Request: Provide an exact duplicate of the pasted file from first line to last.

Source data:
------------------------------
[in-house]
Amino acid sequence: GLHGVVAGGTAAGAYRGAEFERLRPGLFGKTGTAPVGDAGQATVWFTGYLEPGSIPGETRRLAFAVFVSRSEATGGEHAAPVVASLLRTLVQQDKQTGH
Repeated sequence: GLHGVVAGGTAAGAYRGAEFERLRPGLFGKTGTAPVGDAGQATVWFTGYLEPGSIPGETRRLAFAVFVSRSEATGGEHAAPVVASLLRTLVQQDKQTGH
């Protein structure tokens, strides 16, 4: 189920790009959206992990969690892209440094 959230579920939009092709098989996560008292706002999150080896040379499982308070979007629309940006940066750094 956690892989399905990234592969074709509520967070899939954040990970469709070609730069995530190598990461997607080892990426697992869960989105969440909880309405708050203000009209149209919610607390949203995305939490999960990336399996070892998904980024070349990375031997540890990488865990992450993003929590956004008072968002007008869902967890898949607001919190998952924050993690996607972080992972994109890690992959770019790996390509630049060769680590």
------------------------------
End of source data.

[in-house]
Amino acid sequence: GLHGVVAGGTAAGAYRGAEFERLRPGLFGKTGTAPVGDAGQATVWFTGYLEPGSIPGETRRLAFAVFVSRSEATGGEHAAPVVASLLRTLVQQDKQTGH
Repeated sequence: GLHGVVAGGTAAGAYRGAEFERLRPGLFGKTGTAPVGDAGQATVWFTGYLEPGSIPGETRRLAFAVFVSRSEATGGEHAAPVVASLLRTLVQQDKQTGH
């Protein structure tokens, strides 16, 4: 189920790009959206992990969690892209440094 959230579920939009092709098989996560008292706002999150080896040379499982308070979007629309940006940066750094 956690892989399905990234592969074709509520967070899939954040990970469709070609730069995530190598990461997607080892990426697992869960989105969440909880309405708050203000009209149209919610607390949203995305939490999960990336399996070892998904980024070349990375031997540890990488865990992450993003929590956004008072968002007008869902967890898949607001919190998952924050993690996607972080992972994109890690992959770019790996390509630049060769680590």